When I was a kid, most Sunday nights seemed devoted to study of the book of Revelation and Daniel, two books which provide a lot of prophesy.  These books were often taken to be about what would happen in the end Times when Christ returns to earth.  This, in Christian thought, is called Eschatology (which just means study of last things (eschaton (last) 0logy (study))  One thing I often heard about was the antichrist and 666– the number of the beast.  There were a lot of books and little Christian movies about how that everyone would maybe need to get a mark on their hand like a upc symbol which would work as a credit or debit card to pay for things, and that if you refused, you may starve.  This was considered to be the mark of the beast by some.  

There have been, as I wrote about last week, a lot of Christian books put out over the years about the second coming and end of the world.  The mark of the beast and the coming of the antichrist were part of that focus.  Various theories have been put forth regarding who the antiChrist is.  I remember hearing it was Secretary of State Kissinger when I was a child (perhaps because of his involvement in unfreezing relations with the Communist Chinese?).  Of course many protestants have claimed the antiChrist is the Pope– in fact the original Calvinist Westminister confession explicitly says so.  Nietzsche (who wasn’t a Christian or a Calvinist) claimed it was the priests.   Some Russians thought it must be the Czar in the 1600s.  Some thought it was Aleister Crowley, others John F. Kennedy. Some currently think it is Obama

This weekend I heard a nice sermon by an Anglican priest.  He brought up the fact that in the 1800s it was realized that emporer NEROs name in hebrew was 666 (Hebrew letters have numeric equivalents) and also that in Latin Neros name would be 616 which is a number found in place of “666” in some Latin translations of the Bible. 

I’m not generally very interested in end times speculation.  I do tend to think that the end times hype of ‘Left Behind” and all that Christian-subculture stuff was big money for a few companies and a big distraction for a lot of Christians.  But I am interested in the Nero theory, which seems pretty solid to me (more solid than Kissinger or Obama anyways) and here is why:

When you have this ongoing conspiratorial Christianity trying to discover what it is we should really be fearing the most– who it is that is deceiving us and pulling the wool over our eyes and tricking everybody but the few elect smart enough to listen to whoever claims to “know” who the antichrist is– well that seems to be a Christianity of fear, speculation without strong basis, and sensationalism seasoned with conspiratorial tendencies and usually a mean spirited streak.  Is the book of Revelation– God’s Word– intended to make us live in constant fear and paranoia about who the next likely candidate is to be antichrist?  I hope not.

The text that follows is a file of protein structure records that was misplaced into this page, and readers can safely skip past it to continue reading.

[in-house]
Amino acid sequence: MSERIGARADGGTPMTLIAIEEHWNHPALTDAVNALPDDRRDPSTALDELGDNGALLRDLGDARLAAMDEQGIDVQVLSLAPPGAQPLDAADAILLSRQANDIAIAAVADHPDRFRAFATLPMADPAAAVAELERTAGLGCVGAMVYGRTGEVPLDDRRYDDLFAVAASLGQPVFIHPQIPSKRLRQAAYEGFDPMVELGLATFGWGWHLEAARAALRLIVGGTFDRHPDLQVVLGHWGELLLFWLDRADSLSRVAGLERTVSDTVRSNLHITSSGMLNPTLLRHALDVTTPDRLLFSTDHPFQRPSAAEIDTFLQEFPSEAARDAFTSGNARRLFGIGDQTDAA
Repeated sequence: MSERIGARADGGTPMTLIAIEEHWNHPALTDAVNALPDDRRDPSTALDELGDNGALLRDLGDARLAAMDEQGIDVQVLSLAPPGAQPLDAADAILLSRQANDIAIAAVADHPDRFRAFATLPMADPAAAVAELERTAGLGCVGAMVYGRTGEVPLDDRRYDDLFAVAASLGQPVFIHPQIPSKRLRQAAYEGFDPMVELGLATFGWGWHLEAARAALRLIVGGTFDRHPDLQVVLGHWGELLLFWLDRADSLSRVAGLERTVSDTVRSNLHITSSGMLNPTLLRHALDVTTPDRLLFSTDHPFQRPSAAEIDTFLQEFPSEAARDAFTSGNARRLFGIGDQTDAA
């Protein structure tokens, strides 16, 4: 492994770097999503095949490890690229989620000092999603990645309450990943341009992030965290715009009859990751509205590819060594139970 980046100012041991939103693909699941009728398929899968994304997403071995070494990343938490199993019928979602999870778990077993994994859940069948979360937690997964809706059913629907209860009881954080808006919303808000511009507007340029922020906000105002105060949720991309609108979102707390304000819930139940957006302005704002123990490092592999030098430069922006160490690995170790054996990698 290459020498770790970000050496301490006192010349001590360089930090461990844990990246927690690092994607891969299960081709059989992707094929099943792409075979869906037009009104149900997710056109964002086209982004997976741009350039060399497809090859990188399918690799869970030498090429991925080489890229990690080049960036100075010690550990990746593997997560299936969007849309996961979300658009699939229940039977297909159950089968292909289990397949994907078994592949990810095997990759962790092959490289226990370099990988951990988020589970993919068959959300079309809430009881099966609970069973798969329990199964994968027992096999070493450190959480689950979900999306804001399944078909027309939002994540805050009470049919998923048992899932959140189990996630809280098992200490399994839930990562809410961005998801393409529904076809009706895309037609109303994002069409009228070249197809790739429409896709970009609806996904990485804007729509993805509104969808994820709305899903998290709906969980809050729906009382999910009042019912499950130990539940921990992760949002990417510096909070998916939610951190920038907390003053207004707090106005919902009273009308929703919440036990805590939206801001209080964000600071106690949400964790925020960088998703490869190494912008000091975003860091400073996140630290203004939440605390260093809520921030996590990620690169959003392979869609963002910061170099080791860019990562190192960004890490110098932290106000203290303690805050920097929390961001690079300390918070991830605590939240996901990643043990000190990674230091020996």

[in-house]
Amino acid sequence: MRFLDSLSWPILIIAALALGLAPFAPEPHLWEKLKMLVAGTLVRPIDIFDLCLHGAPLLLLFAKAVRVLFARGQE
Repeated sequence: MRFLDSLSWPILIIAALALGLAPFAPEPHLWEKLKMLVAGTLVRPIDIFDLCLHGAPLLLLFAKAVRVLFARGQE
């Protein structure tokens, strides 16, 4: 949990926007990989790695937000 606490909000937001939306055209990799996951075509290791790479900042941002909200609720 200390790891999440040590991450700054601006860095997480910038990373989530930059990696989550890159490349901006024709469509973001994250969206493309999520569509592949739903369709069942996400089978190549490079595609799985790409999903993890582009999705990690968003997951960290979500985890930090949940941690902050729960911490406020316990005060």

If Nero was the AntiChrist, that means, first of all, that a lot of Christian speculation about antichrist can be put aside so we can focus on doing the work of God on earth instead of thinking of possible problems and tricksters trying to foil us.   BUT MORE IMPORTANTLY it means that the book of Revelation when it speaks about the antichrist, gives us a basis for hope and expectation of overcomming whatever obstacles we are currently facing.

Nero was a maniac.  He killed Christians and Jews and was said to have burned Rome.  He was not a man of peace, kindness, goodness, patience, love, mercy or grace.  He killed members of his own family.  In all respects he was the opposite of Christ– throughly anti-Christ.  And he was cause of great fear and concern for Christians of the early Church.  But Nero was overcome, defeated, and he lost.   In fact, he killed himself. 

If Nero was the antichrist spoken of in Revelation, that doesn’t mean that there will be no more struggle for people who are for Christ.  But it does mean that some of the speculation regarding the AntiChrist and some of the speculation about end times is out of place and a waste of time.  Again, we Christians often spend a lot of time worrying about things which either are none of our business to be worrying about, or which are distractions from doing the work that God really has given us.  It also means that the antichrist is not something which should lead us to be looking for boogey-men behind every bush, but rather, the antiChrist John speaks of has been defeated, and so it is a story leading to hope, not fear and conspiracy theories. 

May God have mercy on us all. 

http://penelope.uchicago.edu/~grout/encyclopaedia_romana/gladiators/nero.html

http://www.raptureready.com/rr-antichrist.html

Were The Three Wisemen Guilty of Bribery?: Giving Gifts to God as Worship

In the business ethics classes I teach, we do a section on international business ethics.  Of course the question of “when in rome, should I do as a roman?” comes up (relativism).  One issue in particular is Bribery.  Now bribery is more tricky than it first seems.  Bribery is when you give something something to influence their behavior.  In some countries it is not umcommon for foreign officials to expect some payment under the table (illegally) to make a decision in your favor.  We consider it corrupt when that person is supposed to be acting in the publics best interest but does something biased for you because you give them a bribe. 

But there are other gifts given to influence behavior which we don’t consider criminal– happy meal toys to get kids to buy a particular meal; tips to win better service; rebates or free appetizers cards or 2 for 1 deals at restaraunts, etc to influence customerbehavior, etc.   One might even call reception dinners after weddings a non-corrupt bribe, to repay guests for the kindness of their coming and their gift.   But we don’t think of these as bribes per se.